4 bad practices with electricity to avoid at your next event

Whether you’re hosting a three-day festival or a lunchtime corporate event, keeping your guests safe is vital to the success of your plans. When using electricity, it’s particularly important you know which bad practices you should avoid. That’s where we come in.

At Rubber Box, we have a professional understanding of how you can use electricity without compromising safety. We’ve also seen a lot of unsafe uses in our time, giving us a keen insight into the most common mistakes event planners and CEOs make regardless of the industry they’re in. With that in mind, we’ve put together some of the bad practices that you should always avoid.

1. Daisy-chaining your systems

Daisy-chaining involves plugging one power supply into another. A common example of this at events is when two extension cords are connected, with one powering the other, to provide more sockets for use. But why should you avoid it?

In short, daisy-chaining can be extremely hazardous. When too many appliances or extension cables are drawing on one original power source, it’s very likely that the system will cause a fuse to blow. For lower-quality systems, daisy-chaining can even result in fires or electric shocks, creating a real problem for your event.

To prevent daisy chaining, only plug one extension cable into a socket. Don’t overload the extension with appliances or further extensions, keeping the demand on the current manageable. You can also use our power distribution boxes to safely distribute your electricity to multiple devices. 

2. Not using cable protectors

Cable protectors serve a dual purpose for the safety of your event. The first is that they keep the wires beneath safe, preventing them from accidentally being ripped or torn by guests or machinery. This also reduces the chance of any guests being shocked because of damaged or faulty wiring. 

The second purpose of cable protectors is to highlight any tripping hazards. If you have a wire that needs to lay across part of the floor, for example, cable protectors aid visibility and warn guests that there’s an obstacle in their path.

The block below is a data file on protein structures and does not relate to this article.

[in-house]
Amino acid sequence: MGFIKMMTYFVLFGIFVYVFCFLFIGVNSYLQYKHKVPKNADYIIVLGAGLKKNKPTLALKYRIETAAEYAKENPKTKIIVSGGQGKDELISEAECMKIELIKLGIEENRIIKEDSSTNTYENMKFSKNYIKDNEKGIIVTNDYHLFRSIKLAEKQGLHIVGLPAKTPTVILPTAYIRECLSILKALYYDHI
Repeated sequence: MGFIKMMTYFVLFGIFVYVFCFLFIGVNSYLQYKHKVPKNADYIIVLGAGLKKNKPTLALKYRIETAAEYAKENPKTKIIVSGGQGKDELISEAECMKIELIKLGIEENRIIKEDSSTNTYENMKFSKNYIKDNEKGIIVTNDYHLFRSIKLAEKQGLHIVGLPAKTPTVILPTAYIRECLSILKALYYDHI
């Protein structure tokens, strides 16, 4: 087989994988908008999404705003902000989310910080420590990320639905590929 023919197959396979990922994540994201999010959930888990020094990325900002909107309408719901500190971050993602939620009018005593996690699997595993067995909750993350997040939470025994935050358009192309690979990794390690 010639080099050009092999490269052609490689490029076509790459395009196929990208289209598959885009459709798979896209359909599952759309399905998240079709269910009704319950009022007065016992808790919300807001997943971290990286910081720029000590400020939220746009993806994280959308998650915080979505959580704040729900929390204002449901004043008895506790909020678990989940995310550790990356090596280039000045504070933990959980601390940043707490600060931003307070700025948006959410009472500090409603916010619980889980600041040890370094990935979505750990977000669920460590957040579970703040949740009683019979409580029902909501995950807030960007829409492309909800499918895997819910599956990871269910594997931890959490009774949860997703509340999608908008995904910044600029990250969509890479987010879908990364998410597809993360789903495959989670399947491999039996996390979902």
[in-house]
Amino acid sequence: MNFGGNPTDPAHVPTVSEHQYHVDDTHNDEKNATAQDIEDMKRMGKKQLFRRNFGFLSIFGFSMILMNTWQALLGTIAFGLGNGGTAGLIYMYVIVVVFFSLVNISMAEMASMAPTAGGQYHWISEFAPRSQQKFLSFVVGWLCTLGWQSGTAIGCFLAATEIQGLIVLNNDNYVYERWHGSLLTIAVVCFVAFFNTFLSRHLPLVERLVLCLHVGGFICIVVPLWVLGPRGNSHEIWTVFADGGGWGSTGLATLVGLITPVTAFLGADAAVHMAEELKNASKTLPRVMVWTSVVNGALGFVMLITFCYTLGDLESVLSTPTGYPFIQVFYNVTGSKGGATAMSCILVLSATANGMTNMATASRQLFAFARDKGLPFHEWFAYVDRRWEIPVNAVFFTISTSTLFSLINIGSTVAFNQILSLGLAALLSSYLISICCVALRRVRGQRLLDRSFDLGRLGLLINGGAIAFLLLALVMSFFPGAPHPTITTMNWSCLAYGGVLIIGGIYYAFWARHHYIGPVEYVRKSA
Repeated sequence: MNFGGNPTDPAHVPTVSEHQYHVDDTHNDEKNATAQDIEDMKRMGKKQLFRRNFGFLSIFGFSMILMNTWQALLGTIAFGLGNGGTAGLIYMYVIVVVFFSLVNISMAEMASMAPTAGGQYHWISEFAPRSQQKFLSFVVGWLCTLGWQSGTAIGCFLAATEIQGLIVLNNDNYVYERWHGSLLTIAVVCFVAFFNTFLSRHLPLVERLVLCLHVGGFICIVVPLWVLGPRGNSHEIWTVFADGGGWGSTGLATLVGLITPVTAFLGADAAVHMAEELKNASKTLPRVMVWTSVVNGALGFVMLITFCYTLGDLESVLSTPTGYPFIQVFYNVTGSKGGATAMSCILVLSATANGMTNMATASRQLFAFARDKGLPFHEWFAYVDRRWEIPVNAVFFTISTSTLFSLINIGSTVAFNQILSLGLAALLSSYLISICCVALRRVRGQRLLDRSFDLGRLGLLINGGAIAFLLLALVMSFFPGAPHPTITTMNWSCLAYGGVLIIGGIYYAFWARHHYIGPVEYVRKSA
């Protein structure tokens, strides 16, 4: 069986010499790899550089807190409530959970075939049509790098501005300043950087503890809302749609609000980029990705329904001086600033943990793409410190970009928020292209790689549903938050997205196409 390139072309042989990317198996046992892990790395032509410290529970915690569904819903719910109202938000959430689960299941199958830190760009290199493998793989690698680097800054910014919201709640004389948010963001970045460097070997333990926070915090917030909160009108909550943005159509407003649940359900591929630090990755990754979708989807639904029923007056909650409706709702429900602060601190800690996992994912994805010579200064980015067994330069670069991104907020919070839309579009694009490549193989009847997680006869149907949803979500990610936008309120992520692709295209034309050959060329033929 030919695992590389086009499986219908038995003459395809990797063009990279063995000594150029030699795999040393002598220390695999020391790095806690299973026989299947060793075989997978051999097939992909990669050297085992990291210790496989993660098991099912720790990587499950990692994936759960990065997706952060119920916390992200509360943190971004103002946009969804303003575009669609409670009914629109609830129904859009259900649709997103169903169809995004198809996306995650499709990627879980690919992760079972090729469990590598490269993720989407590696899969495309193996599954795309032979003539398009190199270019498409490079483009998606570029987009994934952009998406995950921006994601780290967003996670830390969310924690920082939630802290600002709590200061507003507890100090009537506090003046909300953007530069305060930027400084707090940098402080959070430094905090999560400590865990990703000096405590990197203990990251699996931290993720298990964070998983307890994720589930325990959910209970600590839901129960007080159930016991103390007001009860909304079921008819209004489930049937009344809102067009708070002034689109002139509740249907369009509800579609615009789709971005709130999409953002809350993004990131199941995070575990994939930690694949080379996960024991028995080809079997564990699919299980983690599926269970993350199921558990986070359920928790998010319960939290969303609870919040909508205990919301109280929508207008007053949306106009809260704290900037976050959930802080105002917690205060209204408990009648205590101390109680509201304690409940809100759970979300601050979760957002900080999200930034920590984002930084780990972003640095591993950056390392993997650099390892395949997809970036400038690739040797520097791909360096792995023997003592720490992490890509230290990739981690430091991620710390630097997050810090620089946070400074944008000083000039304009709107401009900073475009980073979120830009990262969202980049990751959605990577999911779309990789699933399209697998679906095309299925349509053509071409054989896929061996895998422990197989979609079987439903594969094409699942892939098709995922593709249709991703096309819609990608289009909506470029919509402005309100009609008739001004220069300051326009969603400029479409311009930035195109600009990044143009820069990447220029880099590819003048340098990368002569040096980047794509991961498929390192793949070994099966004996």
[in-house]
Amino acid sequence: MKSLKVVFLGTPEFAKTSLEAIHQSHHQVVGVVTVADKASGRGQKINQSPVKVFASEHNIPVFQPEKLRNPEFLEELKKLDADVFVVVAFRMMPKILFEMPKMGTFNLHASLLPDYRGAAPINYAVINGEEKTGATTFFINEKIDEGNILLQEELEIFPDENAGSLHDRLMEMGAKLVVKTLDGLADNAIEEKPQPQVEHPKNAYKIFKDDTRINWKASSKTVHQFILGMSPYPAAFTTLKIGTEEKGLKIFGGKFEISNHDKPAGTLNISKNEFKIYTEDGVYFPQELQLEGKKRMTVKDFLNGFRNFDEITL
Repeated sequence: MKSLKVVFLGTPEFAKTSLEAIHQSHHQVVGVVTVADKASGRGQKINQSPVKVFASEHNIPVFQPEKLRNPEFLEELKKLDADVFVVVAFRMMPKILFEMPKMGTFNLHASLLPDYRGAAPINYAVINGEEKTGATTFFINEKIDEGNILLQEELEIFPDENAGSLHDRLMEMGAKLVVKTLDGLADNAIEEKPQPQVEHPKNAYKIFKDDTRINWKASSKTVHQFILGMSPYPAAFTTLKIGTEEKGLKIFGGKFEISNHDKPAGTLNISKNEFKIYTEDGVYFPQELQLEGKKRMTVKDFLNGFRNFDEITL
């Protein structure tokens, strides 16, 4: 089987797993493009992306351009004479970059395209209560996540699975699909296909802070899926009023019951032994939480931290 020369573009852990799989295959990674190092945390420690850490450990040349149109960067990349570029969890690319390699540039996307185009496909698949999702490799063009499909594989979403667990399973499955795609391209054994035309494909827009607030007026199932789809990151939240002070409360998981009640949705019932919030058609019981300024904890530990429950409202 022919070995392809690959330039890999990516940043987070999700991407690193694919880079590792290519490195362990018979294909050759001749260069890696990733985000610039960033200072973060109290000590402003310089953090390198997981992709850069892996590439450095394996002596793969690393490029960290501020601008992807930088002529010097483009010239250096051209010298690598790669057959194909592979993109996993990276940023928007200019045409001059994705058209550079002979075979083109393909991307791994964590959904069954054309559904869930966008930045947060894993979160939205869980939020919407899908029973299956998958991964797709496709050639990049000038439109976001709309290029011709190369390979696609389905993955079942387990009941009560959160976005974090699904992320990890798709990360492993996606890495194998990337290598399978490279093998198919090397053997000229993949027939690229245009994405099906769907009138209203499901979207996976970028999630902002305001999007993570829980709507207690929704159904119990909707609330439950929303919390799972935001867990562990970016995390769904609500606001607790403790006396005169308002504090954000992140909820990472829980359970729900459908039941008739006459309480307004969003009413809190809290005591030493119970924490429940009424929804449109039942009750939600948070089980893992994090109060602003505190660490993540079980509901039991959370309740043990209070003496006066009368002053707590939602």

3. Not knowing electricity hazards

As an event host, it’s your responsibility to ensure the environment is safe. Part of that role means reducing safety threats posed by using electrical equipment. Some key precautions to maintain a safe space include:


  • Installing wiring and other complex electrical equipment professionally
  • Not leaving cables near bodies of water
  • Not using any damaged electrical items or wires
  • Adding fire extinguishers to your site

4. Test your electrical devices

Before opening your event to guests, it’s smart to give your electrical systems a test. If you haven’t used the space before, an outlet meter can quickly let you know if sockets are wired correctly. Look for any faults or damage to wires and equipment before switching them on, and test that everything works before opening up. 


An easy way to fulfil the electrical needs of your events while keeping guests safe is with our power distribution units. Made to your bespoke requirements with a double-insulation structure, they’re ideal for powering your ideas. Feel free to get in touch with our friendly team on 01282 677 910 to learn more about how we can help your event stay safe.

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